Lockdowns during the COVID-19 pandemic have led to a devastating rise in violence against women and children in Asia, according to a new report.
- Economic pressure can lead to a rise in child marriage
- The Philippines reported an increase in online child sex abuse
- Experts say violence against women can be hard to measure
The ‘Because We Matter’ report, released today by Plan International Australia and Save the Children, shows a disturbing increase in online abuse, highlighting that children were more exposed to cyberbullying, harmful content and sexual exploitation during lockdowns.
Aid groups fear the economic impact of the new coronavirus could also lead to an increase in child exploitation and child marriage, unravelling years of progress.
“Violence against children, and girls in particular, has long been a silent emergency that is now threatening to escalate dramatically,” the report reads.
The number of online sex abuse perpetrated against children in the Philippines more than tripled during the pandemic, according to the Department of Justice.
Between the start of March and the end of May, some 279,166 online child sex abuse cases were recorded, compared to 76,561 in the same time period the year before.
In Thailand, recorded cases of domestic violence almost doubled between February and April, according to government figures.
“During this pandemic, I have received many complaints from girls, boys, and young people about their struggles at home such as stress, exploitation, domestic violence, and child marriage,” Suci, the chairperson of Kediri Village Child Protection Group in Indonesia, told report authors.
“The inequality that we’ve been fighting against all these years resurfaced.”
Isolation compounded by lockdowns
Kristin Diemer is a senior research fellow at the University of Melbourne who has worked on the kNOwVAWdata initiative to measure the prevalence of gender-based violence in Asia and the Pacific.
Dr Diemer said people living in remote villages in countries such as Myanmar, Vietnam and the Philippines had their isolation compounded by the pandemic.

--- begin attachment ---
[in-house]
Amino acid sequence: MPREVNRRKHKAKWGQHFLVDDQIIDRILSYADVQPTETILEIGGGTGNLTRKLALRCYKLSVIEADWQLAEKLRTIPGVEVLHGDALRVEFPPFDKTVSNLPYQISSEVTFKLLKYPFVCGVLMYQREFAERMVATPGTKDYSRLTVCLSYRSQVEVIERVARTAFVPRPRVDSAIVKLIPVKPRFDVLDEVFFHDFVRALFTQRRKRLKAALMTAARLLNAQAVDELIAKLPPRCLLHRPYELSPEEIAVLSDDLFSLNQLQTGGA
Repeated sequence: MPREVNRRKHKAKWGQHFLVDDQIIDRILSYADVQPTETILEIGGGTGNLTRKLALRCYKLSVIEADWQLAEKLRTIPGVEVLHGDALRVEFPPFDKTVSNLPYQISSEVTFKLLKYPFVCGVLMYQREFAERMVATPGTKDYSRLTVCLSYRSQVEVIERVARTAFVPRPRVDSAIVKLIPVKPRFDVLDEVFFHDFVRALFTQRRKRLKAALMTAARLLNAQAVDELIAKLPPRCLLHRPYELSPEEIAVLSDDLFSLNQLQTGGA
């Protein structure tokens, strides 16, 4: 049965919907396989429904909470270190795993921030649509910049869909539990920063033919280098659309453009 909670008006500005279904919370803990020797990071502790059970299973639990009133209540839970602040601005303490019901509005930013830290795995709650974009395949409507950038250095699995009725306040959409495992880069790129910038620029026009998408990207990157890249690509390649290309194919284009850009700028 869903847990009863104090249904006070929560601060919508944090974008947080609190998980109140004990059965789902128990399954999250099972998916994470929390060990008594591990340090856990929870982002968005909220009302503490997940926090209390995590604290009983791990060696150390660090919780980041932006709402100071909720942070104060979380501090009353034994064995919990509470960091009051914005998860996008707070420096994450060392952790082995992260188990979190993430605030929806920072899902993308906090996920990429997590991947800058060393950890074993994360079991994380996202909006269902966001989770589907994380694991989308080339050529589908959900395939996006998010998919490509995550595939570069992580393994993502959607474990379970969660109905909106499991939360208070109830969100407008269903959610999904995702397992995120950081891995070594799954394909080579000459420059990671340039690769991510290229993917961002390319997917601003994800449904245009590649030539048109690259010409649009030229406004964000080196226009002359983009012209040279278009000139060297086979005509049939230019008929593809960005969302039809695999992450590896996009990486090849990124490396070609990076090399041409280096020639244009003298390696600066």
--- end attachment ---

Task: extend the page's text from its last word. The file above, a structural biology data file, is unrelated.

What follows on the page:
“And so you take away maybe the one avenue of safety.”
She told the ABC violence against women during the pandemic was difficult to measure — some organisations reported a chilling silence as some women were confined with perpetrators and not able to reach out for help.
At the same time, an increase in calls to helplines could be an indication that the severity of violence had led more women to seek support, Dr Diemer added.
“That’s really a positive note … to highlight the fact that women are being resourceful.”
She added that during lockdowns children were witnessing and being exposed to more domestic violence, since they were not at school or able to visit friends, and that lockdowns had seen an increase in people accessing online pornography.
“This then leads to an increase in demand which can translate through to an increase in child exploitation for the purposes of online pornography,” she said.
Economic strain could see rise in child marriage and exploitation
Huu, a high school student from Vietnam, said she knew two girls who had married during the pandemic.
Plan International Australia’s CEO Susanne Legena said the situation in the Asia Pacific was “incredibly dangerous” and urged urgent action from governments.
“COVID-19 has affected all of us, but for the world’s most vulnerable, it’s a living nightmare,” she said.
“Economic pressure on families from the pandemic also heightens the potential of girls being exploited for economic reasons, either through early and forced marriage or by being exploited for sex.
The United Nations Population Fund has predicted the still-emerging impacts of the pandemic could see an additional 13 million child marriages and 2 million cases of female genital mutilation over the next decade.
Another report released yesterday by UN Women revealed how COVID-19 may be reversing some gains towards Sustainable Development Goals in countries including Bangladesh, Cambodia, Indonesia, Nepal, Philippines, Samoa, Solomon Islands and Thailand.
The ‘Unlocking the Lockdown’ report focused on the gendered effects of the pandemic, finding 53 per cent of women had seen their work hours reduced, compared to 31 per cent of men.
Women shouldered most of the burden of unpaid domestic work during lockdowns, and 66 per cent of women had seen COVID-19 impact them financially, compared to 54 per cent of men.
The report said the pandemic had also triggered a mental health crisis in the Asia-Pacific region, with job losses and gender-based violence causing higher rates of stress in young women, according to Mohammad Naciri, UN Women regional director for Asia and the Pacific.
“More women are seeing their mental health affected and are having more trouble seeking medical care and accessing medical supplies,” he said.
“Having this data is critical to inform emergency responses. Otherwise, we are making our decisions blindfolded.”
Domestic violence is a pressing issue in Australia, too. An Australian Institute of Criminology report published last week surveyed 15,000 Australian women about domestic violence during the first stages of the pandemic.
“Two-thirds of women who experienced physical or sexual violence by a current or former cohabiting partner since the start of the COVID-19 pandemic said the violence had started or escalated in the three months prior to the survey [in May].”
The Australian Department of Foreign Affairs and the Philippines Department of Justice have been approached for comment.